“For much of IoT security the focus of attention and research is on better securing the devices themselves and on protecting the privacy of the device owners,” Honan said. “However, we overlook that insecure devices can have bigger implications, as these devices can be, and indeed have been, used to undermine the security of other systems. The recent DDoS attack, one of the biggest yet seen, on Brian Kreb's website is a shining example of how insecure devices can be leveraged to attack others.”


Ryan Lester, director of IoT strategy at Xively by LogMeIn, commented: "Many companies use security shortcuts such as embedded private keys or weak authentication to speed up the development phase of IoT but this approach is quite risky. A rigorous assessment of the security implications may increase the cost of development, but it will save time and the cost of flaws discovered down the road."®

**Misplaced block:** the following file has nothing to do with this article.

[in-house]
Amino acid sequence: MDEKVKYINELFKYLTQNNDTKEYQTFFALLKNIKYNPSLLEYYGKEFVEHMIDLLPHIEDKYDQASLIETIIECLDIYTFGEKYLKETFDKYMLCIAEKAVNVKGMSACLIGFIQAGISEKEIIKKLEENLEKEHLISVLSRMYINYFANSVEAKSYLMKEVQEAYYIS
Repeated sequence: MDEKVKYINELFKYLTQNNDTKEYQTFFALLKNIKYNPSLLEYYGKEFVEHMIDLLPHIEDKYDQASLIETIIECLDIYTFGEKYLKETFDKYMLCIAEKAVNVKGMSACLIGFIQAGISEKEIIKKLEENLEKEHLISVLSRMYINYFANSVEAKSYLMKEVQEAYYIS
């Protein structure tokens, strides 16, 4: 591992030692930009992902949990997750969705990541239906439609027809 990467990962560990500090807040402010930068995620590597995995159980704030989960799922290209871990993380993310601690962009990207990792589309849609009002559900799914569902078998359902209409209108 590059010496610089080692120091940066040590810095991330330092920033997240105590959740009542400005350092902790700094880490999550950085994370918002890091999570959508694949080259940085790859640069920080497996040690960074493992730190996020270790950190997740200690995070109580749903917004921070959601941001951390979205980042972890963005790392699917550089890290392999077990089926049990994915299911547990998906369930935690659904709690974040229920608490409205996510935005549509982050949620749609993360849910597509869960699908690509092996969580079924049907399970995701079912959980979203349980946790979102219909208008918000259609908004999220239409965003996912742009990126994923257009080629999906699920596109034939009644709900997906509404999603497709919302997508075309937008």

Source : theregister.co.uk